Meanwhile, the rise in testosterone in boys and girls is associated with heightened status seeking. That desire for status can be used for good: Tibetan Buddhists, Dahl notes, award the highest prestige to those who are kindest or most compassionate. Alternatively, if we celebrate toxic masculinity and aggression, we deepen gender divides, relegating men to destructive behaviors and deep loneliness.
“For humans, the process of earning prestige—as a way to be admired, gain respect, and feelings of belonging and social value—can diverge from stereotypical images of aggression, dominance and status,” Dahl wrote in an email. “Culture, and patterns of individual experiential learning, shapes the learning process during the this window of opportunity.”
The window may be narrow, in spite of the prolonged nature of adolescence. As kids get older, the authors describe the changes in the brain as more “global refinement and stabilization.” Teens become sharper, and their brains get better at figuring out what they need, meaning they might not be so receptive to the value and priorities we offer.
“Changes in the brain during adolescence not only shape behavior, but also learning—in ways that could have lifelong impacts,” Dahl and his co-authors write. They offer some examples of how we can create policies that factor in what we know about teen brains in order to encourage teenagers to become positive forces for good.
First, since teens need social affirmation more than most, it’s particularly important for the adults around them to celebrate kindness, and not aggression. (Be the Buddhist, and not the warrior).
Second, educators, parents, and communities should think about how take into account teens’ elevated need for social affirmation and growing autonomy to shape learning environments. Tap into their need to be with friends and seek or confer prestige by finding channels for collaborative learning and hands-on experiential learning. Expose teenagers to more ways of learning because their ever-more sophisticated brain wants to integrate information, not just be told things. Teachers should also go out of their way to treat teens with respect. Collectively, these approaches can help teenagers become involved and inspired members of their school and communities.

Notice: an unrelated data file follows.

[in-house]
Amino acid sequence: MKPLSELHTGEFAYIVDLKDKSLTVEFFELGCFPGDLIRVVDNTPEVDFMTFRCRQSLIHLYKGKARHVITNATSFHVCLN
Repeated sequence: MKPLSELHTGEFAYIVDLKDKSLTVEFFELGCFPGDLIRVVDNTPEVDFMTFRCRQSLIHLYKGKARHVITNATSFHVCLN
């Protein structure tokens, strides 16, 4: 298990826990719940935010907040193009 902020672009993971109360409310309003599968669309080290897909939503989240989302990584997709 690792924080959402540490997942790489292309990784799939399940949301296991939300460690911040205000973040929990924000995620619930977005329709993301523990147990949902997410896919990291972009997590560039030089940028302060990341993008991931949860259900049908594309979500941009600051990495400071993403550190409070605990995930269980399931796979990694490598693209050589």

It’s worth noting that learning is about much more than what happens in school, Dahl says. “The distinct types of learning that appear to be most important in adolescence are not about learning and remembering facts –or even learning skills,” he says. “It is about learning that connects strong emotions with more complex ways of thinking—in ways that contribute to motivational learning.” That includes “feelings about what is important, personal feelings about heartfelt goals and values. And feelings about self and other.” And so we need to go beyond chemistry and SATs to help teenagers learn about the world they live in.
Finally, to channel teenage energy in productive directions, we should reframe the way we talk about social issues. Teens have amazing bullshit detectors, a tendency for defiance, and a genuine desire for authenticity. We can use that to leverage learning.
Consider a study that looked at how a group of teens responded to two messages about junk food. In the first, they read about the virtues of healthy eating, including how the body digests it. In the second, they read an expose about how junk food companies were out to get them addicted. The teenagers that heard they were being screwed ate less junk food the next day.
“Adolescents have this craziness that we can criticize — or we can tap into,” Ron Berger, chief academic officer at EL Education, a nonprofit network of 150 US schools, told the New York Times. “This is a time in their lives when justice matters, more than any other time.” Combine teens’ need for status with peer work, the right enemy (whether it’s junk food companies or politicians who refuse to budge on gun control), and a little risk, and you may just have the makings to start saving the world.